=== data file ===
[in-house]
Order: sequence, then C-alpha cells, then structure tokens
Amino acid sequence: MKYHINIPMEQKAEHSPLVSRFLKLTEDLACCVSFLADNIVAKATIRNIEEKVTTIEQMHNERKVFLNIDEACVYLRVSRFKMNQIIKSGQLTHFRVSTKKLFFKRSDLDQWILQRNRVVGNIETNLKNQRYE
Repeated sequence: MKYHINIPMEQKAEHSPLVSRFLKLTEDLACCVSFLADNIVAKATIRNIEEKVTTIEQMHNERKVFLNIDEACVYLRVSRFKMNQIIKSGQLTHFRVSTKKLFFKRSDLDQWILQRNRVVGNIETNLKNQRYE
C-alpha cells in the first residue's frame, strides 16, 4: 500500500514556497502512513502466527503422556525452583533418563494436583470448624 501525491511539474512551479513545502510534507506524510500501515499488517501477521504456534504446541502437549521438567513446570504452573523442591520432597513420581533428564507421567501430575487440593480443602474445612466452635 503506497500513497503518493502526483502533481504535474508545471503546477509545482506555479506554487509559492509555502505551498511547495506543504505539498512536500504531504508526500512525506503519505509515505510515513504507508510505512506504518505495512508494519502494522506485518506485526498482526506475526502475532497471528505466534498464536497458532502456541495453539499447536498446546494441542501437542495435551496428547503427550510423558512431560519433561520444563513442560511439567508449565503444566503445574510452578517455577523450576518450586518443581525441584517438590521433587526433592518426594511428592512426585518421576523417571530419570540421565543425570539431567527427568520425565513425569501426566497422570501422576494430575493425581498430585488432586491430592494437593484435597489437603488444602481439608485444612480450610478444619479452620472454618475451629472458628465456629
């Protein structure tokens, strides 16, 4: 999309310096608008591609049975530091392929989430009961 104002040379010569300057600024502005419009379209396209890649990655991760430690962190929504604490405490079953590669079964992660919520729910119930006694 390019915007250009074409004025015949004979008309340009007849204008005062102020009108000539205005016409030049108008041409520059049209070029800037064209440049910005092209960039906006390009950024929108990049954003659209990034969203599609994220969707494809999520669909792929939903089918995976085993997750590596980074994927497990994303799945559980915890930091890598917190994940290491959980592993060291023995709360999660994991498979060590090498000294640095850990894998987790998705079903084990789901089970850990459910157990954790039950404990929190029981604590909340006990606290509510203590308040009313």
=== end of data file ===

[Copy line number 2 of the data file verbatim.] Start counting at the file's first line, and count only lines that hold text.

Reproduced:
Order: sequence, then C-alpha cells, then structure tokens